Before I read Black Hills, Dan Simmons had written three of my favorite novels of all time.
And now I’m adding a fourth. Simmons is one of the most imaginative writers out there. Long may he scrawl.
The plot (spoiler free)
In the aftermath of Custer’s Last Stand, a young Lakota Indian brave (named Black Hills) becomes inhabited by Custer’s spirit. This causes great difficulties for him, which you’ll understand if you’ve ever been possessed.
That boy lives for a long time with General Custer’s spirit inside of him. The book takes a lot of unexpected turns. This is one of my favorite things about Simmons’ writing: it rarely winds up where you’d expect it to.
Black Hills jumps back and forth between the dwindling frontier of Custer’s time and the FDR-era. In the former, the boy Black Hills is searching for a way to deal with Custer’s spirit (which is surprisingly lusty in its ramblings), regain his honor among the Lakota, escape from Crazy Horse who is trying to kill him in very unpleasant ways, and fight the prophetic visions he sees of the tribe’s disenfranchisement.
In the latter, he is plotting to blow up the newly-constructed Mount Rushmore in response to a vision he received decades earlier.
That’s about as good as I can do for the plot. The story is wonderful, but as with other Simmons’ novels, for me, it’s about how it feels to read the book, not about the story.
I will answer my own discussion questions below. If you read Black Hills in June or had read it before, please feel free to jump in and do the same.
1. How authentic did the book feel?
Black Hills is full of Lakota words and Native American cultural references. The brutality is horrific at times, but feels consistent with other reading I’ve done about the period.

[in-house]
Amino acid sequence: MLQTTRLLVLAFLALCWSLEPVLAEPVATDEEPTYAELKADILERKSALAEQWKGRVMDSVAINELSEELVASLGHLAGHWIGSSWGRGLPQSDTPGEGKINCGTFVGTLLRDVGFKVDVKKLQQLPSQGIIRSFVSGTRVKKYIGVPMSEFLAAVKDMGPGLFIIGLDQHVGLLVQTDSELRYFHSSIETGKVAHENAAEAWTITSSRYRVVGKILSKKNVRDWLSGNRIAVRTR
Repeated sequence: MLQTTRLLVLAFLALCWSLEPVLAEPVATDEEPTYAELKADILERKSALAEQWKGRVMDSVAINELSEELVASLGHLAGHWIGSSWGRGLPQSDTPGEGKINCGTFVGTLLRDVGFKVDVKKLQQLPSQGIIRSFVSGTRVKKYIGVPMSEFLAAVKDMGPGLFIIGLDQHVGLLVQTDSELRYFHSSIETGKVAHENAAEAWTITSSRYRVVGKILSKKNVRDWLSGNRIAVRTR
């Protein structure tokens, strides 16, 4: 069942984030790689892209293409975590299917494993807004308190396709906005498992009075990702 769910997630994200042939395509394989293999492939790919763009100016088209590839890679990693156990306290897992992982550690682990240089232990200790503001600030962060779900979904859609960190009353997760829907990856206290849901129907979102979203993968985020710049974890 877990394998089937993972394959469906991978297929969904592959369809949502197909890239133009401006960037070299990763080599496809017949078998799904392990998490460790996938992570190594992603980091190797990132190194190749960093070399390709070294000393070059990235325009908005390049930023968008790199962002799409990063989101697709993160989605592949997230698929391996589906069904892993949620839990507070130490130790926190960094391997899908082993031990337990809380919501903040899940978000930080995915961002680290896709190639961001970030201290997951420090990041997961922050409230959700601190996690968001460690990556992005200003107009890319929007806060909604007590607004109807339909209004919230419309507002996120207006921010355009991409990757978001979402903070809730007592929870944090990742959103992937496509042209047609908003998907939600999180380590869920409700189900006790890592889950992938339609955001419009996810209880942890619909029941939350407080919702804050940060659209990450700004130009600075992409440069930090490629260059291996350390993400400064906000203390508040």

I was worried that Simmons wouldn’t be able to pull off the Native American scenes without making it feel like a stunt–do you know what I mean? Some of the biggest literary disappointments I’ve had have been when a man decides that he can write as a woman, or a person writes about a culture or nationality they do not have enough familiarity with. All of these things can be (and have been) done well, which is why it’s so glaring when it fails.
I shouldn’t have worried. Do you agree? Disagree? Did you feel like Simmons did his research?
2. Who was Custer?
Custer has received a huge variety of treatments in literature and in film. In Black Hills, he is a sex-addled ghost who seems incapable of reminiscing about anything but his physical exploits.
Every single thing I read about Custer gives me a different picture of the man. I have no idea who he was. Do you know?
3. And just for fun: choose a name for yourself
When I was on the Navajo reservation back in January, I talked with a historian who had been there for decades. He told me about a man whose Navajo name translated as: “The wind blows against his face.” This was because the poor guy’s neck leaned to the side.
“Yeah, it’s kind of like Junior High,” he told me. “Once a characteristic presents itself, you’re named for it.”
I am choosing “Long Nose In Book.”
How about it?
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